I first met Hala at a tented settlement in central Bekaa, East Lebanon. She had been here for a year, one in a million refugees who have fled Syria. They call her 'the orphan'; her tomboy walk and winter hat make her easy to spot. She speaks with a disturbing nonchalance; a hardness, common amongst many refugees I have met. Her hair is falling out.
The storm of protest that rained down on Copenhagen Zoo following the killing and butchery of Marius, a healthy young giraffe, did not discourage its officials from announcing a few weeks later that a pride of lions - maybe even the ones to whom Marius was publicly fed - had similarly been killed...
We all want children and young people to feel safe and loved as they grow up, surrounded by people they can trust at time of innocence. Sadly for some the reality is very different. Children who become the victims of sexual predators who groom them, coerce and exploit them are left emotionally and physically scarred for life by these horrific experiences. They need careful support to help them towards recovery, provided by organisations like Barnardo's. Just as importantly, we need to take steps to stop these terrible crimes before they happen, and bring perpetrators to justice.
We spent a few days visiting disability schools, employment centres, rehabilitation hubs and other Hiroshima initiatives. On the last day we (the UK), NZ and Denmark presented to a rather large audience. This was followed by a seminar on the three areas mentioned. I was in the group on 'working' as one chooses to.
Monday is United Nations' World Health Day, where those of us working to improve the health of people across the globe traditionally deliver a clarion call to galvanise people into action. It's a moment when, to paraphrase Kofi Annan, we remind world governments that health is to be seen not as a blessing to be wished for, but as a human right to be fought for.
We can only ever be constructively dissatisfied because the scale of the task remains so great. Millions of farmers are lining up to join Fairtrade, but they can only sell as much on fairer terms as the companies and the public buy.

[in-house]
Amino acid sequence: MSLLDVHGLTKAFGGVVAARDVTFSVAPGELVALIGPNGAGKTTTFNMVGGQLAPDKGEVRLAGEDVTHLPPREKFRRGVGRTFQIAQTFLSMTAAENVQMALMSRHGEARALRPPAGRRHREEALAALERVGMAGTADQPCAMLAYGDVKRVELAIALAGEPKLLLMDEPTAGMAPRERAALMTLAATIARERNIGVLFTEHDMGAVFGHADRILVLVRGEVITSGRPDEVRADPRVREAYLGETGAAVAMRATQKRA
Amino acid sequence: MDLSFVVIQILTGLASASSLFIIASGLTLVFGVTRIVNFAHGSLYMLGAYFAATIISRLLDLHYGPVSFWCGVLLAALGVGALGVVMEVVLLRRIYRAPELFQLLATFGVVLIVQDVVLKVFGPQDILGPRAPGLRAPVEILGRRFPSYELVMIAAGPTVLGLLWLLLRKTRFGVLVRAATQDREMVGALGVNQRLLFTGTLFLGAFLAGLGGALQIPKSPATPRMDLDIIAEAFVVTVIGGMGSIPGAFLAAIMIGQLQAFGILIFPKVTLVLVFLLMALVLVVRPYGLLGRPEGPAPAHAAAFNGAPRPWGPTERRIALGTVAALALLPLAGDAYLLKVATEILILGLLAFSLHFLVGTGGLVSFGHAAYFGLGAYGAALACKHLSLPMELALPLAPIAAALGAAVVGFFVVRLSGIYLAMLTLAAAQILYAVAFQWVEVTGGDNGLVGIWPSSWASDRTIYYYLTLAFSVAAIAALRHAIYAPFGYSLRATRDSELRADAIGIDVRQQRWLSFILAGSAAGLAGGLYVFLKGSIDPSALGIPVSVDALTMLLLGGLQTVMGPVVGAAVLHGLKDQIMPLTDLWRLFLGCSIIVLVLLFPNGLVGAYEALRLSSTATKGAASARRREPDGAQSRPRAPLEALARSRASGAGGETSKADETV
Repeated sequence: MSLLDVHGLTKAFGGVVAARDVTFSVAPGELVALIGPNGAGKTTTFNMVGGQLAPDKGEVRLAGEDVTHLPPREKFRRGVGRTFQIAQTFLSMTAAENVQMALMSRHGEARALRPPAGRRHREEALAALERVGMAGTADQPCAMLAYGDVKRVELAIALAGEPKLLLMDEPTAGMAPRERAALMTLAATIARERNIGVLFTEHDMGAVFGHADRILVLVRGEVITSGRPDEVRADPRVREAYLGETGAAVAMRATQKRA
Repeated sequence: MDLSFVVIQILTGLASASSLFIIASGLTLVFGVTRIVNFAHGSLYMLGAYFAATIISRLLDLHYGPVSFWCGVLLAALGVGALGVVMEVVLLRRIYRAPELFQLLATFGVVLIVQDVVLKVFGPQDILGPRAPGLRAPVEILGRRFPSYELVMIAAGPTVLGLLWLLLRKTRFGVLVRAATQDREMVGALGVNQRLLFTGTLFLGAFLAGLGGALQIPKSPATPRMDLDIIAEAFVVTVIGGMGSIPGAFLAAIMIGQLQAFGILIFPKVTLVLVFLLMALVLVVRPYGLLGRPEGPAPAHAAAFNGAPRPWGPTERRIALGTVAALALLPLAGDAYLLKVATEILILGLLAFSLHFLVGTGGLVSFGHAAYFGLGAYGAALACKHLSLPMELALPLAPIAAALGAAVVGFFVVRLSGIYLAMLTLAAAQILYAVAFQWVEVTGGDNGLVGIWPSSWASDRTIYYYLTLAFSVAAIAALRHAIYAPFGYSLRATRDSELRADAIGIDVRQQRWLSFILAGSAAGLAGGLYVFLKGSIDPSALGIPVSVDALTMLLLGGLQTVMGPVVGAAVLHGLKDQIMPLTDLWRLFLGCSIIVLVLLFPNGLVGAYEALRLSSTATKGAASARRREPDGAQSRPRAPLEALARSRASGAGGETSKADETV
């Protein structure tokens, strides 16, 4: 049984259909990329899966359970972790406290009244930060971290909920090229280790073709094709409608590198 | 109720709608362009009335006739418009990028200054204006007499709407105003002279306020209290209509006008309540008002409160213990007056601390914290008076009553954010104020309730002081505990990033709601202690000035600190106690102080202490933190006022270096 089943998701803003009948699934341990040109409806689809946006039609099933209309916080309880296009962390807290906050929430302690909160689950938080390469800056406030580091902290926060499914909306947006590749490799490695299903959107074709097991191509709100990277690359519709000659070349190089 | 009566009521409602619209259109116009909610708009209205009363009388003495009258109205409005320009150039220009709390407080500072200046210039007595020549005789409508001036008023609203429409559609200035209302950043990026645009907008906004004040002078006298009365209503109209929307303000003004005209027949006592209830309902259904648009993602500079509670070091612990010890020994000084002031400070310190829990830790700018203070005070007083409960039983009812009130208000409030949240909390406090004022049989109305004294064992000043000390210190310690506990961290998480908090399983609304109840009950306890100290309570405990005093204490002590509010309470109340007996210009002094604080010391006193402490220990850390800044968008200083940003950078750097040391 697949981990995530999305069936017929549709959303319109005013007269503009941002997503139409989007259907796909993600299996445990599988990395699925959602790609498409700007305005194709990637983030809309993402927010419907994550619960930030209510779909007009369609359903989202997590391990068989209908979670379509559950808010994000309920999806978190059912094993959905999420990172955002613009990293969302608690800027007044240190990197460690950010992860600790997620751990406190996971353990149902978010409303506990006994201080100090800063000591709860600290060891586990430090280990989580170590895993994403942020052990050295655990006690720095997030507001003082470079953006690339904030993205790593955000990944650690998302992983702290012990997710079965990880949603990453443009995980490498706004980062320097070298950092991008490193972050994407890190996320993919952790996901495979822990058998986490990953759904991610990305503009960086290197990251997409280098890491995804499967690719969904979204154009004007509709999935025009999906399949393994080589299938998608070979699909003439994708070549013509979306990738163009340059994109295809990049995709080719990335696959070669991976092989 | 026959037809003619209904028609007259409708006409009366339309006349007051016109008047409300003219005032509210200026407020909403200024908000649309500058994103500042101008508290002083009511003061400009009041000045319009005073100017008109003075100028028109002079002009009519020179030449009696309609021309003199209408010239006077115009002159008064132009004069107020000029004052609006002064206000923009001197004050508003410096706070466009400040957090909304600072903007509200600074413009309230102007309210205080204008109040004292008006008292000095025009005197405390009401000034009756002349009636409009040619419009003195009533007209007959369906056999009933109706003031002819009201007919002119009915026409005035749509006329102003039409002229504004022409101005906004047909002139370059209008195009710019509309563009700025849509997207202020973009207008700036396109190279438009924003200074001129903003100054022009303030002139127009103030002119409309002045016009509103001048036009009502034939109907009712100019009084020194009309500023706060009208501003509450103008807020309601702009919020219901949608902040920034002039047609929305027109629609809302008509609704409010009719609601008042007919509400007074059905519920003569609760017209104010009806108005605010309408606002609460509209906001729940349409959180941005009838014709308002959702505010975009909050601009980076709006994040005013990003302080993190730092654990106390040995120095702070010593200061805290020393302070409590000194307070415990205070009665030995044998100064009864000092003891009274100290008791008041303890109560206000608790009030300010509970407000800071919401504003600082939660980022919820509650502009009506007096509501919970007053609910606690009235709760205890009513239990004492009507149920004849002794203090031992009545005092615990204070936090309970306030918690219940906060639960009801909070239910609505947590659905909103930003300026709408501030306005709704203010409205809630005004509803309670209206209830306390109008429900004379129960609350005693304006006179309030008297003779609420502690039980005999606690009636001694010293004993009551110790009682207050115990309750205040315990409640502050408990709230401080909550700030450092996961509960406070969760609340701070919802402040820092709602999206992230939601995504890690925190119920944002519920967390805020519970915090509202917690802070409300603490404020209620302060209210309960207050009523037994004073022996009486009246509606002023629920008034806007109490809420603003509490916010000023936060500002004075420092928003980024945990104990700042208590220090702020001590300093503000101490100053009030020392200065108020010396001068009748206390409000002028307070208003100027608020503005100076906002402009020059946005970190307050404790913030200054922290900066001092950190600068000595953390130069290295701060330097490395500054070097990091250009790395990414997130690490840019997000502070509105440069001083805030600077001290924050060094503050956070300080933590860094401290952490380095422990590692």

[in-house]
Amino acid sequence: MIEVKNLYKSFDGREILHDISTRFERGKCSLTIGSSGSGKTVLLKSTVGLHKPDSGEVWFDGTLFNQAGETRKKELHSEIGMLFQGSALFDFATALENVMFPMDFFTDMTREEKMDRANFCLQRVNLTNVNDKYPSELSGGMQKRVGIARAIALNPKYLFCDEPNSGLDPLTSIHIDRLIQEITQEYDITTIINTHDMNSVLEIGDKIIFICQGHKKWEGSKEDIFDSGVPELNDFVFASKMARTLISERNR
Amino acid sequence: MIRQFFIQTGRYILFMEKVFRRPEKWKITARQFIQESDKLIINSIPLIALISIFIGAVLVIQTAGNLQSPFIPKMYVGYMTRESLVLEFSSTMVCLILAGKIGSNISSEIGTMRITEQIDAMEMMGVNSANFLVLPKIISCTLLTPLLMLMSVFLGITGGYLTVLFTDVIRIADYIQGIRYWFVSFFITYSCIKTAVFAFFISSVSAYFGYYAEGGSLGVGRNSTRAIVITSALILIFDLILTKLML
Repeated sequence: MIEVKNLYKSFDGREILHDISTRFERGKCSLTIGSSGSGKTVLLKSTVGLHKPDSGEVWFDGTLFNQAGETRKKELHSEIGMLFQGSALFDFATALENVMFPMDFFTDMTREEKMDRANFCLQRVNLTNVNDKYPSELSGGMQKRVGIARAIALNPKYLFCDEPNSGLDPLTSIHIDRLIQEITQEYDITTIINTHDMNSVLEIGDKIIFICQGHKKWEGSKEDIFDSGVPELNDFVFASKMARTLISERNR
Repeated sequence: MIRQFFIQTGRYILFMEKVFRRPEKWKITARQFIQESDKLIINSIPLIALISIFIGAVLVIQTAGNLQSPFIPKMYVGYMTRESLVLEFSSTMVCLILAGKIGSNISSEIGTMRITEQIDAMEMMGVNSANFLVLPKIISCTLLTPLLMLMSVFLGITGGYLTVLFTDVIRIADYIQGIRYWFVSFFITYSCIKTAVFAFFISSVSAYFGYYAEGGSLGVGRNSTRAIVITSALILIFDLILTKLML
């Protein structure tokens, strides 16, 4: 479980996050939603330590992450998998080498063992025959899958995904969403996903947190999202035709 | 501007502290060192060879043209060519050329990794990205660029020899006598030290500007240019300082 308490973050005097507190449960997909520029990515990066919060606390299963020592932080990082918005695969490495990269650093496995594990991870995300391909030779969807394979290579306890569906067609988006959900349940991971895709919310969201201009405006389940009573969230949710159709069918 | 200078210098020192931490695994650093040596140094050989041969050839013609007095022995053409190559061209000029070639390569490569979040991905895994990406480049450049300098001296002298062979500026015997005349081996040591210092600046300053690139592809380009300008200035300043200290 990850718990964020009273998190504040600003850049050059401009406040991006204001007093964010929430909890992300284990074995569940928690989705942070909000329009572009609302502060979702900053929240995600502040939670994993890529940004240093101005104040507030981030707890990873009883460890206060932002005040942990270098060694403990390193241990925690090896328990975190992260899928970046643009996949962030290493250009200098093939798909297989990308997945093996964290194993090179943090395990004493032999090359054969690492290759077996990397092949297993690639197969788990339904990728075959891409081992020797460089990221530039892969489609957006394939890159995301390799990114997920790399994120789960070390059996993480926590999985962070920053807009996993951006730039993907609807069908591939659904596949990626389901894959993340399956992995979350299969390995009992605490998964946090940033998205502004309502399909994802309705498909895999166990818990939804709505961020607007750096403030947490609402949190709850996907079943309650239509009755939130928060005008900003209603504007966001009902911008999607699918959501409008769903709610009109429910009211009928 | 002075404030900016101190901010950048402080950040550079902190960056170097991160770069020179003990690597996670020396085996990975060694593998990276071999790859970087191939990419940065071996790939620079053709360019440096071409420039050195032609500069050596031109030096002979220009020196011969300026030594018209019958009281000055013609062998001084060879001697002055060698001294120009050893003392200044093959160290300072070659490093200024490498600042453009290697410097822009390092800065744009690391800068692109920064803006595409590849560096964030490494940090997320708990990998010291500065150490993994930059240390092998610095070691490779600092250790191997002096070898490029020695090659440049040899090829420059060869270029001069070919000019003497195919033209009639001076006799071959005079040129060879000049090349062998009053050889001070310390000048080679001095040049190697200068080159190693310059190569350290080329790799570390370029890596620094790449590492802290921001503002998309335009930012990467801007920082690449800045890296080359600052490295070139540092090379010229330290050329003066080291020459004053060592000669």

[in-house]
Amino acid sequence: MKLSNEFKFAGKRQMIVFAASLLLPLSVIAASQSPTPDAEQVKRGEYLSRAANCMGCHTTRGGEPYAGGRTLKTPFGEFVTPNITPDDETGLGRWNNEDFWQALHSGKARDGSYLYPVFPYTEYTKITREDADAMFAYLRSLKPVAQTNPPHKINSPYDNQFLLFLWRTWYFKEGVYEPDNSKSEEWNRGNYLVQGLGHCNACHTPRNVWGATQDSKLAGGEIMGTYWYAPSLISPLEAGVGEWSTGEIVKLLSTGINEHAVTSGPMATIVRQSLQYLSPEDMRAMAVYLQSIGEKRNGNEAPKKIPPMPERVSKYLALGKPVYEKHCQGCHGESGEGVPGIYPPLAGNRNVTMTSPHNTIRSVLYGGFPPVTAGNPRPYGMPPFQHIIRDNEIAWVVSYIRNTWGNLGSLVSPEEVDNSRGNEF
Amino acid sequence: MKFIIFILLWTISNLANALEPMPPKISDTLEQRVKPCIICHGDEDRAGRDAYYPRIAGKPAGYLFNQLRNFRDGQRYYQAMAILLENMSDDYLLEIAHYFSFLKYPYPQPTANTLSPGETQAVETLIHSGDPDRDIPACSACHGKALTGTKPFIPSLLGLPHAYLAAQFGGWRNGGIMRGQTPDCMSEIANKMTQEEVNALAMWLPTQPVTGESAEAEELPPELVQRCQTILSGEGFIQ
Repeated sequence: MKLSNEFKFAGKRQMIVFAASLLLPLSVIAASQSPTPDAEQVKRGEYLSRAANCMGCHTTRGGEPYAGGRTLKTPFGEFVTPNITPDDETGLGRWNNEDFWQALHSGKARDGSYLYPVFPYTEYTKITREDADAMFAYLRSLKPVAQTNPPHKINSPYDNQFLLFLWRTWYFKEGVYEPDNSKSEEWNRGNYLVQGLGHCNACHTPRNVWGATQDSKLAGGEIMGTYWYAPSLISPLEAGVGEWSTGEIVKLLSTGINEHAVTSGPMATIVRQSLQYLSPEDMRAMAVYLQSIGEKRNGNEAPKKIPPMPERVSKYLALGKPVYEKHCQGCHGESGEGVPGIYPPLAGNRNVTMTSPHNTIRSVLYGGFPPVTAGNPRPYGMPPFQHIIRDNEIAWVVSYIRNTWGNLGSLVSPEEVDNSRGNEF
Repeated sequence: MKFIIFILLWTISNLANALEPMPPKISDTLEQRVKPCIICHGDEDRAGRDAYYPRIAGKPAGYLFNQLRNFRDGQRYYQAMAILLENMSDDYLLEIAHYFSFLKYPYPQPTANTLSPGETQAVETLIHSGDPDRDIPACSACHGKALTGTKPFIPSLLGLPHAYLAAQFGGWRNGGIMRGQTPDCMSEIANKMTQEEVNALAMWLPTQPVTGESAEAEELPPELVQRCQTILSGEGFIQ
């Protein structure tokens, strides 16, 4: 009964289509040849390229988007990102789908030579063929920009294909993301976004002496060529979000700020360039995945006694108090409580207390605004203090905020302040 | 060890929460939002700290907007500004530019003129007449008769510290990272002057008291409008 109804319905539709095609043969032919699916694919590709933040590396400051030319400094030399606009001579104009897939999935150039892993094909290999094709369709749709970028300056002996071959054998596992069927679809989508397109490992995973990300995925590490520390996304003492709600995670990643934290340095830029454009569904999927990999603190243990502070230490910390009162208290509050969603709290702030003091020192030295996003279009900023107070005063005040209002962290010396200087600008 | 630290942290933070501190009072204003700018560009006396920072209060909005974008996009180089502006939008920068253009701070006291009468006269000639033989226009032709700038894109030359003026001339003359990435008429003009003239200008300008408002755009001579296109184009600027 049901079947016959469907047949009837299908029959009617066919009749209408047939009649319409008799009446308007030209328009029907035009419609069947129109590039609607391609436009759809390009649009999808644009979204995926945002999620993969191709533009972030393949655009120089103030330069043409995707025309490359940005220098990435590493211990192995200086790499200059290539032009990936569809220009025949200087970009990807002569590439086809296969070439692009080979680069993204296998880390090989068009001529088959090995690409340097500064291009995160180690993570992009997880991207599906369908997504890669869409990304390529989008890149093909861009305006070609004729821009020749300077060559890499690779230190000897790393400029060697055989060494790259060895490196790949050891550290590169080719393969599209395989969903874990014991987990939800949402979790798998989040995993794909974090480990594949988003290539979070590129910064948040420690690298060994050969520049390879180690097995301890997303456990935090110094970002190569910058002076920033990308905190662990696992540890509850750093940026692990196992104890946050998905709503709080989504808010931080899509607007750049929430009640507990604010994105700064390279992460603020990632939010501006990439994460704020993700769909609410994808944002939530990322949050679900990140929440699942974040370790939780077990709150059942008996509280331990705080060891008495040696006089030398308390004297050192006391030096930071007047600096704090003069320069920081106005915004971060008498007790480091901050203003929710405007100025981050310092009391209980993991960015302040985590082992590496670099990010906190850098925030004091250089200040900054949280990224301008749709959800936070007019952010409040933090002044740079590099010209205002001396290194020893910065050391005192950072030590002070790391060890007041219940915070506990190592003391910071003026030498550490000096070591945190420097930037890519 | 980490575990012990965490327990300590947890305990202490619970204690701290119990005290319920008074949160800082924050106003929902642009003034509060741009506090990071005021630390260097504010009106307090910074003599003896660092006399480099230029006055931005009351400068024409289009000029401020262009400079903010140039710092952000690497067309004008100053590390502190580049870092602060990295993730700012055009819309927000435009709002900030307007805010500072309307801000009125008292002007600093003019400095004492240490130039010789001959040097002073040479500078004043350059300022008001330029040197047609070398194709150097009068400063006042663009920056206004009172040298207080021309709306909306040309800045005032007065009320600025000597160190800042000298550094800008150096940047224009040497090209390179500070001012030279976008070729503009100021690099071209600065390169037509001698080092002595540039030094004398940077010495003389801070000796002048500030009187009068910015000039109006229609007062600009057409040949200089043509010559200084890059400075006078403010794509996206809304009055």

I thought that we lived in an era that looked back on the horrors of Rwanda and Yugoslavia and said 'never again' and meant it. Sadly I think the crisis in Syria proves all of us wrong and we are all collectively guilty for allowing the country to collapse as it has. Three years on and we see both a biblical level exodus combined with a levels of violence that few of us could have imagined in our wildest dreams. Over nine million people, nearly half of the country, forced from their homes and on the move exposed to a new life of uncertainty, poverty and too often despair.
I'm halfway through my Live Below the Line challenge - a campaign which highlights the challenges faced by 1.2 billion people who live in extreme poverty every day - and frankly, I'm shattered.
In a changing economic context, most charities are being asked to be more entrepreneurial, but I'm coming across more and more CEOs that are tired of hearing the term and Chairs of Trustees that don't seem to know where to start. So what does 'entrepreneurial' really mean in the charity sector?
Every night, when we sit down in front of the television, the inevitable adverts pop up. That generic charity appeal that makes the room go silent, where a small, semi-naked, helpless child crawls across our television screens and the only thing we can do is awkwardly squirm or hope that our satellite box has enough minutes to fast forward.
I knew once mother hit retirement age I would become a family carer. So I lived my life - went to university, socialised and partied hard, travelled the world and met interesting people. Whether in local politics, national conventions or international conferences I have made my voice heard whether people wanted to hear or not.
It seems an impossible feat to capture with mere words a performance as stellar as that of The Cure last Saturday (and I can imagine, that of the first gig on Friday), so strong and pronounced was its identity and drive.
I'm at a very tough stage as the cancer recently spread further in my bones and liver and also took up residency in my lungs again. Add to that the fact that my body is so weak from constant chemotherapy for over a year, the need to control the cancer is more vital than ever. If this current chemotherapy doesn't work, my options become very limited.
We have been opposing the Japanese whaling fleets in the Southern Ocean since 2002 and we have undertaken ten campaigns with numerous ships and more than a thousand volunteers to non-violently intervene against what we have always insisted is illegal whaling. Japan filed suit against Sea Shepherd USA in the U.S. courts and had Sea Shepherd and myself charged with numerous counts of contempt for which we were found not guilty. Japanese whalers destroyed a Sea Shepherd vessel and injured numerous Sea Shepherd crew-members.
In spite of the uncertainty we currently face, the endurance of my people throughout conflict, and in particular the resilience of women, gives me hope for Afghanistan's future. I pray that they have learned from this last decade and can use that learning to build a better future for us all.
Many disabled people require specialist equipment, technology or other assistance in one way or another, and it is not almost possible to get this from NHS services, Access to Work or other government schemes, and so they need to apply to charities for assistance.